Homosexual behaviour (Liwat) - or sexual acts between members of the same sex - is considered to be adultery, being sex with an illicit partner. A person who performs such actions (Luti) is regarded as "corrupt" because he challenges the harmony of the sexes and God's creation. Homosexual behaviour is therefore regarded as a revolt against God.[7]


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Notable modern critics

Mustafa Kemal Atatürk
Ayaan Hirsi Ali · Irshad Manji
Daniel Pipes · Philippe de Villiers
Alexandre del Valle · Ibn Warraq
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Robert Spencer · Theo van Gogh
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Ahmad Kasravi · Taha Hussein
Turan Dursun · Wafa Sultan
Lord Pearson

Extremist related events since 2001

The Qur'an is the central text of Islam, believed by Muslims to be the revelation of God,.[8] The Qur'an proclaims Islam as the "religion of nature," and sanctifies and encourages sexual intercourse within marriage only. The mainstream interpretation of Qur'anic verses explicitly condemns homosexual behaviour:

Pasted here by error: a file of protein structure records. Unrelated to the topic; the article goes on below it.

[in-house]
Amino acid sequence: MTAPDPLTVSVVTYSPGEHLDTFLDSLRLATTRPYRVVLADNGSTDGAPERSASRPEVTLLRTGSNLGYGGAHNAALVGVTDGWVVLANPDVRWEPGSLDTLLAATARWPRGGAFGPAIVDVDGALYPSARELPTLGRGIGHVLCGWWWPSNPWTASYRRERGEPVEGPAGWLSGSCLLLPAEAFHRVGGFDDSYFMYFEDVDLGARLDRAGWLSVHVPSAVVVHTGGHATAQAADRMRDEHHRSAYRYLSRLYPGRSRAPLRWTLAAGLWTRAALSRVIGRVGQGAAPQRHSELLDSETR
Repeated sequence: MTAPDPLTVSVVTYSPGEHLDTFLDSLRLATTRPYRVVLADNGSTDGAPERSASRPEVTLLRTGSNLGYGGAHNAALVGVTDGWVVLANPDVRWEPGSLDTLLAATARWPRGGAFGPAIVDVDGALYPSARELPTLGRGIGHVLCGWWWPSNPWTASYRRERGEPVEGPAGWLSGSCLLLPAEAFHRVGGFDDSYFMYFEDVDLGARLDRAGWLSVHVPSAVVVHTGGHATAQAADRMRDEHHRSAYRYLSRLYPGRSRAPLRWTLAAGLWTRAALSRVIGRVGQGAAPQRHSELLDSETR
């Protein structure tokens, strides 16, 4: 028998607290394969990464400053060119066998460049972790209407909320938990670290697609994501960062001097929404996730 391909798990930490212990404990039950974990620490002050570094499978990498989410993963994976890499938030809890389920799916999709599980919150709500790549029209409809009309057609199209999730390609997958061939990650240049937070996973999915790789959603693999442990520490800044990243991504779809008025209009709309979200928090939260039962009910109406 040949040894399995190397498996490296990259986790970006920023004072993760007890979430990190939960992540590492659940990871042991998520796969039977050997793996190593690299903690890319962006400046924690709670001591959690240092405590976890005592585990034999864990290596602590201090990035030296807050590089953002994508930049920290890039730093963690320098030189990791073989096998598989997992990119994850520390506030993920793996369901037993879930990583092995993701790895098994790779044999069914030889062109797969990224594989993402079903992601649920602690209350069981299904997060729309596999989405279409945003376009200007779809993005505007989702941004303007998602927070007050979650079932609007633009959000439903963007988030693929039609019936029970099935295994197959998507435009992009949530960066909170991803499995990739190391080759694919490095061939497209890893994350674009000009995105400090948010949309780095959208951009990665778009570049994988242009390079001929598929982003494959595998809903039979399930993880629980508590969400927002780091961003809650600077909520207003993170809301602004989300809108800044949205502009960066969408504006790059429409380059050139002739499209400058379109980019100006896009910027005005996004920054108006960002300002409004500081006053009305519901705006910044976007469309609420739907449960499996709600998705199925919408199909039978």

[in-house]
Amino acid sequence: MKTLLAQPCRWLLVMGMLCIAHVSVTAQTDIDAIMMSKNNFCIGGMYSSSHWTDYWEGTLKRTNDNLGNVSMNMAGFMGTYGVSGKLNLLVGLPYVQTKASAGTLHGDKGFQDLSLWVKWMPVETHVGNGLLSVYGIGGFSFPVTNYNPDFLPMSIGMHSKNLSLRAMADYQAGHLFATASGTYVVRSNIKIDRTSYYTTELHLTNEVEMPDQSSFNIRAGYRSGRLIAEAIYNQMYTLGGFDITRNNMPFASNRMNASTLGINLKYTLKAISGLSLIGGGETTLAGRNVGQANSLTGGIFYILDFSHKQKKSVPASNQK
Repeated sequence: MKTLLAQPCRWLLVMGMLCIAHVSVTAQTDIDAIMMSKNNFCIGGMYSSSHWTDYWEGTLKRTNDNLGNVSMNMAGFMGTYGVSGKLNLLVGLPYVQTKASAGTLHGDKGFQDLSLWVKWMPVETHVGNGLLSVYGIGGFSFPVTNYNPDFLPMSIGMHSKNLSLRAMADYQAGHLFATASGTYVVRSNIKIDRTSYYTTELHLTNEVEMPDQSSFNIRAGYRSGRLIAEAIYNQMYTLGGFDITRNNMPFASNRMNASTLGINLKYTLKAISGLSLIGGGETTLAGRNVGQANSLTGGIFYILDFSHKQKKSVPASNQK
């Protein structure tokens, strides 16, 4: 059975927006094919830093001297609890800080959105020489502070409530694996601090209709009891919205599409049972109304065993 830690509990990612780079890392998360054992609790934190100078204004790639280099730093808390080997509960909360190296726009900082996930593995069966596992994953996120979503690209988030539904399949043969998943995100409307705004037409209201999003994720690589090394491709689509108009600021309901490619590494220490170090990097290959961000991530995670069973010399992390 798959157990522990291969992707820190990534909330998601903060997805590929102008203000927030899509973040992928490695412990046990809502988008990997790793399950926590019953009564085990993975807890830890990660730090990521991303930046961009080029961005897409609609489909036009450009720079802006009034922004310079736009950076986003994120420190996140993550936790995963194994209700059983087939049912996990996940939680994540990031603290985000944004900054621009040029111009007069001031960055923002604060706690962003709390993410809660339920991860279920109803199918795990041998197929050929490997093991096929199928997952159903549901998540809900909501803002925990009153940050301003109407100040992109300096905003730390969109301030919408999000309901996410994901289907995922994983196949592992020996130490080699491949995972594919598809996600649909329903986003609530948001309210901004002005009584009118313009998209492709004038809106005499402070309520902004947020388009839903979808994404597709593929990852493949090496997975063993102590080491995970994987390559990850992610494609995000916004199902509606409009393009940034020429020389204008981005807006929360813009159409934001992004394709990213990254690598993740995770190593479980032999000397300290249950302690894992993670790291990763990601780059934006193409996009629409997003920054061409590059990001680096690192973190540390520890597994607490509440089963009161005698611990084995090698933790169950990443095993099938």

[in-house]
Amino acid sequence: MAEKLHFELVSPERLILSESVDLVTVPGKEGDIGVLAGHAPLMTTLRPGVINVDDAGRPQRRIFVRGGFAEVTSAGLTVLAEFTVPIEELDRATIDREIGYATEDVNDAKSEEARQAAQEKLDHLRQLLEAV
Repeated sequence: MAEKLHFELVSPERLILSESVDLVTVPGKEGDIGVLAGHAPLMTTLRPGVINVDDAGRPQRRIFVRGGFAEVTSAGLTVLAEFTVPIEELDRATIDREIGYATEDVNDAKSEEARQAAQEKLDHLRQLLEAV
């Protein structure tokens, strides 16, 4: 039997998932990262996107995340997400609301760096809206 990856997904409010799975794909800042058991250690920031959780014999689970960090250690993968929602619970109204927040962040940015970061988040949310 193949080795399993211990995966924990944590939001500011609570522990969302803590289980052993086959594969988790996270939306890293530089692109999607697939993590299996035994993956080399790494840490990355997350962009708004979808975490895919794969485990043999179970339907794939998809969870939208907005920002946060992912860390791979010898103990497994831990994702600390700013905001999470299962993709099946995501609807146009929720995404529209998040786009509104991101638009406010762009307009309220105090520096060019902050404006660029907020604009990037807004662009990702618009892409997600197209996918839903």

And as for those who are guilty of an indecency from among your women, call to witnesses against them four (witnesses) from among you; then if they bear witness confine them to the houses until death takes them away or Allah opens some way for them. And as for the two who are guilty of indecency from among you, give them both a punishment; then if they repent and amend, turn aside from them; surely Allah is Oft-returning (to mercy), the Merciful.”[4:15–16 (Translated by Shakir)]

Homosexual behaviour is further mentioned in the parable of the "people of Lut or Lot" (also known as the Sodomites in Judeo-Christian religious texts) who were destroyed by the wrath of Allah because they repeatedly transgressed the bounds of God.[9][10] The behaviour of these unbelievers was considered evil in general due to inhospitality and robbery, mistreatment of strangers and rape. It was their homosexual behaviour, however, which was seen as symptomatic of their attitudes: